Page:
Anything around Flagstaff will be nice. You may have 90F days (had a few of those even in the pines this past summer) but there's usually a nice breeze.
The GC is of course sight to see, but the South Rim and down into the canyon will be brutally hot. The North Rim will be nicer but they haven't built a bridge across the canyon (yet) so it's about a 5 hour drive.
While AZ is expansive the terrain lends itself to shorter but considerably more strenuous hikes than most places. Our trails are often poorly marked and maintained with a lot of bushwhacking in the summer.
You say 50 miles, but in AZ we measure distance in units of time (I could go into a whole discourse on this unique and often more accurate cultural peculiarity). I ask this because of our rugged trails. Any of the canyon hikes will most likely have no marked trails and travel will be slower than trail hikers are used to, but definitely worth the effort.
If you want something with easier navigation and better trails, albeit definitely not 50miles, you can do the Weatherford/Kachina trail loop to the top of Mt. Humphrey's. It starts with a 4500ft gain, 10 mile climb to the peak. Come down the shorter snowbowl trail and end on the 9 mile leisurely Kachina Wilderness trail which wanders through alpine meadows, aspens, and pines. It's ~25 miles total overnighter. Just be wary of afternoon lightning in August if above treeline.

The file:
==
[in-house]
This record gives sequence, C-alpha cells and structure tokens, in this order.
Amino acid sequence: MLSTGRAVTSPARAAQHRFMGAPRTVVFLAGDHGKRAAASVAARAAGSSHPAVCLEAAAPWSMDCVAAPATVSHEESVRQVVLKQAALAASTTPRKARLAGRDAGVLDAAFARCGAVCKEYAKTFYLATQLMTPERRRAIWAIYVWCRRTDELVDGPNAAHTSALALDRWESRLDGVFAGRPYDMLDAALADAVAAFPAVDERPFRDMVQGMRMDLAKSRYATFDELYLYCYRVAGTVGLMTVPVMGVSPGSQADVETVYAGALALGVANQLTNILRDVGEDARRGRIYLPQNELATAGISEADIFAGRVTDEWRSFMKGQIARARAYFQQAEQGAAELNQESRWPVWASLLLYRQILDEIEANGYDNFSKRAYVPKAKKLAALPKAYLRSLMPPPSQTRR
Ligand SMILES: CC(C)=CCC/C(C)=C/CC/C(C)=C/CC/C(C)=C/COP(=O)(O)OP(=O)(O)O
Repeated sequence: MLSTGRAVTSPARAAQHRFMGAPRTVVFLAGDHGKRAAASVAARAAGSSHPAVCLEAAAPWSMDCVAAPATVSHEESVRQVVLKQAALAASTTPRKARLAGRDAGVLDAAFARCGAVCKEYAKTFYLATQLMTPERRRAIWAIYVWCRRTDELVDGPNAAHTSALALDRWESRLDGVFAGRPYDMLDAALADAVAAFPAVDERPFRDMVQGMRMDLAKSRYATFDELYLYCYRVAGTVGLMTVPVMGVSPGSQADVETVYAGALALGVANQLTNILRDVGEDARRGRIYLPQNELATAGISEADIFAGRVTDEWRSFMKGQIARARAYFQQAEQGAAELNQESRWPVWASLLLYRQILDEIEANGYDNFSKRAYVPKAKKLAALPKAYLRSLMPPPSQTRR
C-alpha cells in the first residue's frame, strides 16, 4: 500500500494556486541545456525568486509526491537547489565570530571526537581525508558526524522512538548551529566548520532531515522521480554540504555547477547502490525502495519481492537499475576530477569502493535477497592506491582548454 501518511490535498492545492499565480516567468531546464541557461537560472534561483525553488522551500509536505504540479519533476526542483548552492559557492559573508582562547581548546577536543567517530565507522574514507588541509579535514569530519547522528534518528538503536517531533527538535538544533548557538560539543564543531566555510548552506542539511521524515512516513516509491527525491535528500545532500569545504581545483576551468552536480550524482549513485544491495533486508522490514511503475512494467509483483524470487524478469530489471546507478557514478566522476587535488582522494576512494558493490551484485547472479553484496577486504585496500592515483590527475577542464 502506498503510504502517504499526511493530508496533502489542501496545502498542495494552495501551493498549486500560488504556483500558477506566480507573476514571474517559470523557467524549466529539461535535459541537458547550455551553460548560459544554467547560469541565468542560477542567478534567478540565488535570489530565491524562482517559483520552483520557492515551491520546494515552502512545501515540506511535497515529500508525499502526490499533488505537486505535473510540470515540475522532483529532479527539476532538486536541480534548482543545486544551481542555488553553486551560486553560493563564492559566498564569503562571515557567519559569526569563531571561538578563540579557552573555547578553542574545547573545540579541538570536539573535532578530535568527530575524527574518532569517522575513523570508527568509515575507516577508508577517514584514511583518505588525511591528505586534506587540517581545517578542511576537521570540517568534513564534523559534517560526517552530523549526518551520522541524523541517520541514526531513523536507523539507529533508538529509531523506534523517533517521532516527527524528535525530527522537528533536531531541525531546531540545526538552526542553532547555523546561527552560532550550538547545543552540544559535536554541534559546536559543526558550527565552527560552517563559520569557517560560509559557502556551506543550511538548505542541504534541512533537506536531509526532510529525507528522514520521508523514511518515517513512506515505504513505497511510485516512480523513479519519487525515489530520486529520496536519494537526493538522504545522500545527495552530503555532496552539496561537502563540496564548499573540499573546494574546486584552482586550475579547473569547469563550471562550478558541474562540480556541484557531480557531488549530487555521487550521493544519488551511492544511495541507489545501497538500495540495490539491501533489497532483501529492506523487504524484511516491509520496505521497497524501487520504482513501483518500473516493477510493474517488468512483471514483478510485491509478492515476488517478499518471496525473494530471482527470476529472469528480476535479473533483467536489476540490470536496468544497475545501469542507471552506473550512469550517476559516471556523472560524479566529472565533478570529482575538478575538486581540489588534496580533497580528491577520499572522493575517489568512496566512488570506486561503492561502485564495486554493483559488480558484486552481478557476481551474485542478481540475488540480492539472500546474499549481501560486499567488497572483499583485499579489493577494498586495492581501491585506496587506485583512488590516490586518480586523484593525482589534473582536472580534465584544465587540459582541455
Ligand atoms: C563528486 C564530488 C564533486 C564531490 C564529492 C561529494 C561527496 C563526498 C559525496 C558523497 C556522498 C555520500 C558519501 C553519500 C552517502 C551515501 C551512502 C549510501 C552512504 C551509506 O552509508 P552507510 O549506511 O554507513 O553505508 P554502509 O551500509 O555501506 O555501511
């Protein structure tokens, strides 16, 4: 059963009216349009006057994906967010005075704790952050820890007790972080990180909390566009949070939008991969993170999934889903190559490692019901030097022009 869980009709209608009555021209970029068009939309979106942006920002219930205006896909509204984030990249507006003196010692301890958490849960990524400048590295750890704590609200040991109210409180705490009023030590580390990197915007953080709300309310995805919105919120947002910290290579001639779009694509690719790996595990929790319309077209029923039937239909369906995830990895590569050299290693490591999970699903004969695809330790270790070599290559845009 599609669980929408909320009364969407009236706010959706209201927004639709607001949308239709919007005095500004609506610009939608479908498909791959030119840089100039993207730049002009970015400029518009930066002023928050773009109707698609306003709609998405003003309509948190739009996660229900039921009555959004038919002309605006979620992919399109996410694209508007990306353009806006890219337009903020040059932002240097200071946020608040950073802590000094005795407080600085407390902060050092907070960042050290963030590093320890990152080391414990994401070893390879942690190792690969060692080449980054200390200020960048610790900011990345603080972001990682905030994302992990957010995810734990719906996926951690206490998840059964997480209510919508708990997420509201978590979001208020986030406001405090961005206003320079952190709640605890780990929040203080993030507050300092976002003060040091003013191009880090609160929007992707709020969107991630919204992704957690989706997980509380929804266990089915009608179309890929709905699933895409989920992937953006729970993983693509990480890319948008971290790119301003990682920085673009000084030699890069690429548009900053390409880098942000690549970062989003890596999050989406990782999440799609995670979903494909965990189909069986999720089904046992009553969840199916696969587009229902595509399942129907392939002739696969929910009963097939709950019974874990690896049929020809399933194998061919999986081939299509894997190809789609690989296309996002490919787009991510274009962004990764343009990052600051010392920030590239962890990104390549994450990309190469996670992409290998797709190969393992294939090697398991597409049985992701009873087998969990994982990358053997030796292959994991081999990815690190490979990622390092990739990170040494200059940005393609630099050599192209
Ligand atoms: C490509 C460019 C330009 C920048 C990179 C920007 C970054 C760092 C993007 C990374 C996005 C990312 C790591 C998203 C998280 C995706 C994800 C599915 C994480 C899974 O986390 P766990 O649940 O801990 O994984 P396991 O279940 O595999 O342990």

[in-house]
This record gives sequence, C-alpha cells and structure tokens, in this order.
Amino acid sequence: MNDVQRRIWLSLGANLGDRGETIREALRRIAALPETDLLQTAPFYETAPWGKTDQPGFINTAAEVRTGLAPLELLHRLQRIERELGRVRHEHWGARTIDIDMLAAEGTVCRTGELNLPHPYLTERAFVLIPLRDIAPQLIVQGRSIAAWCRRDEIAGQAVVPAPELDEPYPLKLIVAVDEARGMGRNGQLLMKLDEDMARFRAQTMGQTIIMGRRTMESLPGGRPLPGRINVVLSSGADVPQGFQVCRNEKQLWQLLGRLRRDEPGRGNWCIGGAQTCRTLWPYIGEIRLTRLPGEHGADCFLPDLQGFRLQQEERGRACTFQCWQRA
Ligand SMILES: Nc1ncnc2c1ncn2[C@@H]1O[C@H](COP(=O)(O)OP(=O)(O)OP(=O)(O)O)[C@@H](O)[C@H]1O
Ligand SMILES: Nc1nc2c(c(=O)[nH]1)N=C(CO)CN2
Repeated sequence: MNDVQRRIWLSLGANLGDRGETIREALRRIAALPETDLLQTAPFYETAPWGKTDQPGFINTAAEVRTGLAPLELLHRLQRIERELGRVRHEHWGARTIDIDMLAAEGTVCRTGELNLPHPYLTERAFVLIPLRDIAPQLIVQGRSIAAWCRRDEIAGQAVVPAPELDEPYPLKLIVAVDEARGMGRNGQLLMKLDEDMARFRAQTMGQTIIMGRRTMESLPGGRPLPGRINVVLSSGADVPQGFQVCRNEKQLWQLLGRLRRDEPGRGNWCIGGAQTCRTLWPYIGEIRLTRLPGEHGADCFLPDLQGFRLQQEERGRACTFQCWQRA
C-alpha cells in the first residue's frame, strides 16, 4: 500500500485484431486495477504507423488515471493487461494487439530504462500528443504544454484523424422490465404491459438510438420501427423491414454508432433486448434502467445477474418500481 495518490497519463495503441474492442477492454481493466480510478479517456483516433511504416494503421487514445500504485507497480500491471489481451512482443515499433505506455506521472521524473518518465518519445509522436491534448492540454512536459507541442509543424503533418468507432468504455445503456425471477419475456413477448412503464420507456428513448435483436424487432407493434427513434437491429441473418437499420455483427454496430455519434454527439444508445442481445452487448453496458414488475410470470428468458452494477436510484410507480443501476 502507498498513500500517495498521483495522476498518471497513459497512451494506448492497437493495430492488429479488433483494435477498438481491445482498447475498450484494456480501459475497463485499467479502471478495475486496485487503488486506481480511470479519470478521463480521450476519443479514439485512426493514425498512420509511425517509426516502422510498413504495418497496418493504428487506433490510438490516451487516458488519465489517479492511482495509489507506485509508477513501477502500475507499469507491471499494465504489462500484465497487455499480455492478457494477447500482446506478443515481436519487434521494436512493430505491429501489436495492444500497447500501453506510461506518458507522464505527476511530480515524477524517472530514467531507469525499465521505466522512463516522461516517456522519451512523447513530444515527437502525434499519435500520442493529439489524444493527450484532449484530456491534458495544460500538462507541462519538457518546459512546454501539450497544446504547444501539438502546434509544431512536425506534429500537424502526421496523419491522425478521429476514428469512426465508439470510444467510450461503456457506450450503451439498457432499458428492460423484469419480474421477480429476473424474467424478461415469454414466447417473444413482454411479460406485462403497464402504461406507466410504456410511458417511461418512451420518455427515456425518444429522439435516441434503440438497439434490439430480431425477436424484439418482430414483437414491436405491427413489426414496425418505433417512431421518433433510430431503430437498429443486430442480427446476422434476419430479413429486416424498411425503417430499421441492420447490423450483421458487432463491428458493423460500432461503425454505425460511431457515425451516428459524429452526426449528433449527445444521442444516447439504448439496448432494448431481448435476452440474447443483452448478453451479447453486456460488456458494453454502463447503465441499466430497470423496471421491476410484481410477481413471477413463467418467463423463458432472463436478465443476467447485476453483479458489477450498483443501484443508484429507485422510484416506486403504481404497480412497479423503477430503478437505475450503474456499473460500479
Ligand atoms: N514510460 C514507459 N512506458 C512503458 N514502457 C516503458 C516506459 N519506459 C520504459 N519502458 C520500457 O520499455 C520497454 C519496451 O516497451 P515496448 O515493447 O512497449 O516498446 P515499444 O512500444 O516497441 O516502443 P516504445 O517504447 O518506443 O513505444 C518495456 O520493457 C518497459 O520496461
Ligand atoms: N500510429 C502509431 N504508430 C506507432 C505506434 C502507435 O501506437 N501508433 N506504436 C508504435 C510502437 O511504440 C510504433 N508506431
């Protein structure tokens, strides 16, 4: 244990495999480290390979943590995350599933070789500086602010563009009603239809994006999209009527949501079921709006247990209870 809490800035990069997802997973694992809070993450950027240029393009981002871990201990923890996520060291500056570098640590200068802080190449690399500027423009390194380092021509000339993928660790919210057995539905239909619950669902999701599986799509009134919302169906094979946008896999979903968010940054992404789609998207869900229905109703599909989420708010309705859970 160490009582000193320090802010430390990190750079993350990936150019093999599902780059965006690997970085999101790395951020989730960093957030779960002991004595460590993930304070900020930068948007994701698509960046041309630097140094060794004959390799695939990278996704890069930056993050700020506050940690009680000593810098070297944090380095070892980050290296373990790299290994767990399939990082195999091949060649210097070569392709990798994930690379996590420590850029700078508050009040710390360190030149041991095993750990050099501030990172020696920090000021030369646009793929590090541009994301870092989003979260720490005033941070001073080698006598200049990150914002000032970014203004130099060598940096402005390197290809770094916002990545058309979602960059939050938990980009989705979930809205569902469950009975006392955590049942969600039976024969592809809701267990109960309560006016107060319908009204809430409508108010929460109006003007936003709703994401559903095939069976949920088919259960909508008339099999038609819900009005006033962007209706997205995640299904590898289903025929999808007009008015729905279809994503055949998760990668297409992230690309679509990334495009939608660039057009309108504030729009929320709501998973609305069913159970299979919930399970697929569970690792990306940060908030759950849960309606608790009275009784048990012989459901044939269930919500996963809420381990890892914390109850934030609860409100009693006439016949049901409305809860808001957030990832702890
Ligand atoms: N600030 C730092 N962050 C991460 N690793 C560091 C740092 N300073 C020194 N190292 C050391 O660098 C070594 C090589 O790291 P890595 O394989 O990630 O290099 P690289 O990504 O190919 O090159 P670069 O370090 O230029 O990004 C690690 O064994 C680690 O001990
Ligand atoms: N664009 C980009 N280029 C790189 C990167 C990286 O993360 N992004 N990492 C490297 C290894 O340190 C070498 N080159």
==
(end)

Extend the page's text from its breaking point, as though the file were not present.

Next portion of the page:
Another point is water. Unless you're following a perennial stream, you can pretty much count on there be no water on any hike you do in August. Most of the seasonal streams would be long dry after summer (and with no snow this winter...). So your pack weights skyrocket just from every 8.8lbs/gallon/day you'll be lugging around.
Hikearizona.com is a great source as is the following, except the author is a very strong hiker. I usually multiply his estimated hike times by 1.5x: